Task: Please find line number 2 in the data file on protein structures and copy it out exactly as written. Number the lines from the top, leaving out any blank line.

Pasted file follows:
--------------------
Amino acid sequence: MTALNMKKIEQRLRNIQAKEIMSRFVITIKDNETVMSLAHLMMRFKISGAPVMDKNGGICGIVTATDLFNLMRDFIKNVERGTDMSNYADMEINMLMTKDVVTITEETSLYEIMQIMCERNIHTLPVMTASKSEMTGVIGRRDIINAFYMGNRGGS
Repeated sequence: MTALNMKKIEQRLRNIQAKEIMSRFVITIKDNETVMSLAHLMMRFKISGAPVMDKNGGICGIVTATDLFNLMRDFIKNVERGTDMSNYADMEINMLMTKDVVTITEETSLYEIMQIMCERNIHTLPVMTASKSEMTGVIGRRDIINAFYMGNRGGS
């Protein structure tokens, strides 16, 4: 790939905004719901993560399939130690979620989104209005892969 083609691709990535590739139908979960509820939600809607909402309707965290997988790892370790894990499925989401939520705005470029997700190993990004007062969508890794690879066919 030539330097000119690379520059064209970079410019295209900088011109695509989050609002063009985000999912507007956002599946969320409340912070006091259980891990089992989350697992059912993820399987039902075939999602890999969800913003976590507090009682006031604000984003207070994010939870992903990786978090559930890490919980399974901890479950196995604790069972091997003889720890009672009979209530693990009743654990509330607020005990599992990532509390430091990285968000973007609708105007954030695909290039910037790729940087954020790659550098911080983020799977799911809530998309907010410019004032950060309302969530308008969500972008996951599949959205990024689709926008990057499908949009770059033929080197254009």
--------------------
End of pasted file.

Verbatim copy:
Repeated sequence: MTALNMKKIEQRLRNIQAKEIMSRFVITIKDNETVMSLAHLMMRFKISGAPVMDKNGGICGIVTATDLFNLMRDFIKNVERGTDMSNYADMEINMLMTKDVVTITEETSLYEIMQIMCERNIHTLPVMTASKSEMTGVIGRRDIINAFYMGNRGGS